Google rises on promise of more openness

Google has unveiled a surprise restructuring, creating a new parent company called Alphabet Inc. Under the rebranding, Google will retain its best-known businesses, such as search, apps, YouTube and Android. Some of the newer entities, such as the investment and research divisions, the "smart-home" unit Nest, and the drone arm will be run under Alphabet. Google founder Larry Page said it would create a simpler structure for what had become a diverse group of businesses. "This new structure will allow us to keep tremendous focus on the extraordinary opportunities we have inside of Google," he said. Page's fellow Google co-founder Sergey Brin will become president of Alphabet, and Eric Schmidt, the current Google chairman, will be executive chairman of the holding company, with senior vice president Sundar Pichai becoming CEO of Google. (Click here)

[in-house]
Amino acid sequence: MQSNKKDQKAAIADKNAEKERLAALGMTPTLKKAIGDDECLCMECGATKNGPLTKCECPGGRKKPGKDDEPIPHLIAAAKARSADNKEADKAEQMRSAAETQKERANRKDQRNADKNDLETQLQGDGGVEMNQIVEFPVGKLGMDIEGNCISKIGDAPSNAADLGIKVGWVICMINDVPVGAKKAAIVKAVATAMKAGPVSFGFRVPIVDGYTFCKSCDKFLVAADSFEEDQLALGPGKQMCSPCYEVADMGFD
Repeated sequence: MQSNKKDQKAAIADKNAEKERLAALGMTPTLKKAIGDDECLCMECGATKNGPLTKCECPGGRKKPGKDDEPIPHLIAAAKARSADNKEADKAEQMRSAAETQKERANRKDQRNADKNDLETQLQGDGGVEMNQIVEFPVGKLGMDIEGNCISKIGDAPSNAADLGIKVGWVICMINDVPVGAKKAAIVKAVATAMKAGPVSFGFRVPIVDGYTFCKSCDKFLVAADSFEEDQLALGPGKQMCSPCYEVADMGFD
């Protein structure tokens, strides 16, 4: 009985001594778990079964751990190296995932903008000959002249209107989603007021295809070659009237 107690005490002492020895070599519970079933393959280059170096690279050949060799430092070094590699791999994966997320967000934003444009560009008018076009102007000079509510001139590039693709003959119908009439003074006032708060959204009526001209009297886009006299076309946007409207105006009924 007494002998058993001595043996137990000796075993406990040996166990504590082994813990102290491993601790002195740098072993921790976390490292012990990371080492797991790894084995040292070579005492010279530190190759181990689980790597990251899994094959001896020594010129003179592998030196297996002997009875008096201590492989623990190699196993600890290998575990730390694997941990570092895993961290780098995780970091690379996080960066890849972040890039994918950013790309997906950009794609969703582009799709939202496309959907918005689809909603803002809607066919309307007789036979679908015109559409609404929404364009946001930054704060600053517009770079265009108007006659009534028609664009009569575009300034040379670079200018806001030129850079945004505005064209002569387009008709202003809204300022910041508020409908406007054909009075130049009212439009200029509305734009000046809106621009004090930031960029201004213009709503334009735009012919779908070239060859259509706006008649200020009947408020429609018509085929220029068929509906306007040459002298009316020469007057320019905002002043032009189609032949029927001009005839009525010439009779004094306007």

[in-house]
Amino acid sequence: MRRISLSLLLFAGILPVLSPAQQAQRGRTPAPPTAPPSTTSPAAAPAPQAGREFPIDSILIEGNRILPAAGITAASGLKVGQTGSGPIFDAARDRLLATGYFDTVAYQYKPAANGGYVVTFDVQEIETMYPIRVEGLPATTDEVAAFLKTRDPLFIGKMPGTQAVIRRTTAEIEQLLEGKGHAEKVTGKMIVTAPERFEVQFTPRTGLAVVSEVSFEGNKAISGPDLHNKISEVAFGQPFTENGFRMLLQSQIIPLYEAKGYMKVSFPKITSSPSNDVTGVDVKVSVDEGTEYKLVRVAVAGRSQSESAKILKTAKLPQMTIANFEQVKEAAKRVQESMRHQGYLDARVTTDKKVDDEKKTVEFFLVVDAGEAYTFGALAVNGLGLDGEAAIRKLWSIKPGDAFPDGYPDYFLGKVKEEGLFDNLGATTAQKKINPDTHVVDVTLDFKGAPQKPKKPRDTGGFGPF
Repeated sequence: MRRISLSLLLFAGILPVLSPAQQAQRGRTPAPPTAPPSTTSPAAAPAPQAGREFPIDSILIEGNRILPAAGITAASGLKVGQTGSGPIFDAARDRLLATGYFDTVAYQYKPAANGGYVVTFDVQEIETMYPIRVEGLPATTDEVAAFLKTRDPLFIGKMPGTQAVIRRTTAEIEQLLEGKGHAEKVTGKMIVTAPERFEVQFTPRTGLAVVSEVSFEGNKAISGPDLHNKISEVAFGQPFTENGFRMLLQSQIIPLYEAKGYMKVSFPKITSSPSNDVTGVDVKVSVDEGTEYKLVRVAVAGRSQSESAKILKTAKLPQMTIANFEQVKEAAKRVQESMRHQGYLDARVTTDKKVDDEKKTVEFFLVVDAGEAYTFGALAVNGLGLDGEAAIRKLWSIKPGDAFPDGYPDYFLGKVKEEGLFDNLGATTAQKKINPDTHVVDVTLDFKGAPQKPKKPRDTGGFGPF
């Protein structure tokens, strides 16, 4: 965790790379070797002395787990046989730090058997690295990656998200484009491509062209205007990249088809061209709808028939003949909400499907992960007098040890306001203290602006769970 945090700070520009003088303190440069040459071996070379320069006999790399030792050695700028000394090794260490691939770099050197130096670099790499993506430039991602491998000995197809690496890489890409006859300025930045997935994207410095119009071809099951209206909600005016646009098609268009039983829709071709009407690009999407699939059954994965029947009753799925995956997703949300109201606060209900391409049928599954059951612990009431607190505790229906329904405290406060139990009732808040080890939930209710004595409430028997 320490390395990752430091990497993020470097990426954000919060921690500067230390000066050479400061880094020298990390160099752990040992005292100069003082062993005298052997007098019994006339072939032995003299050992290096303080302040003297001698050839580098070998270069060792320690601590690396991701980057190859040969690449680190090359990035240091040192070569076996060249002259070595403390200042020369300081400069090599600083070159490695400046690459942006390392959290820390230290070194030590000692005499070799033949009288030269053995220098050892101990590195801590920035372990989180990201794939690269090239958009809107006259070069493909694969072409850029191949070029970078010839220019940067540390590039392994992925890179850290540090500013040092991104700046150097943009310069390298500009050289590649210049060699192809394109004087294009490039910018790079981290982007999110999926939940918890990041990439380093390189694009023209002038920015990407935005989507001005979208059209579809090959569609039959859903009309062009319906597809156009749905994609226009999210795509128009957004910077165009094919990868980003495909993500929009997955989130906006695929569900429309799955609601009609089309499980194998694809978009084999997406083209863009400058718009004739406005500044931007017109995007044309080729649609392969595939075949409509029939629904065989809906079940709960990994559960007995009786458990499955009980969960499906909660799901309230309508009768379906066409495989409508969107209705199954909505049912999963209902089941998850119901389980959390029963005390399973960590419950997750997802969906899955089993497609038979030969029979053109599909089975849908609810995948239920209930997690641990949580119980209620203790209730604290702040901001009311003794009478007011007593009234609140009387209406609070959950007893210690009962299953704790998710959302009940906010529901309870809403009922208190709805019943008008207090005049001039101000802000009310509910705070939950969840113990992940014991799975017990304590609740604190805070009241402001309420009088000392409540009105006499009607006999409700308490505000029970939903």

From Harvard law prof to White House?

It seems a Harvard law professor may have designs to move out of Areeda Hall… and into the White House. Lawrence Lessig, a constitutional law professor, internet law specialist, and advocate for campaign finance reform, has launched LessigforPresident in anticipation of a possible presidential run. Lessig is hoping to raise $1 million by Labor Day in order to officially throw his hat into the Democratic presidential primary. Lessig's presidential aspirations are limited to making radical changes to election laws: securing passage of the Citizen Equality Act of 2017, a legislative proposal for voter protection laws, new methods for electing representatives and a greater focus on citizen-funded elections. In his launch video, he explains that he is running to put "citizen equality" on the map, and unless a leading candidate, "whether Hillary or Bernie or Joe or someone else" adopts that mantle, Lessig himself would run as a "referendum president," serving only as long as it takes to pass that agenda. The centerpiece of a Lessig presidency would be an end the trifecta of election law issues: voter ID laws, gerrymandering, and Citizens United; and then, well, he'll give it all up.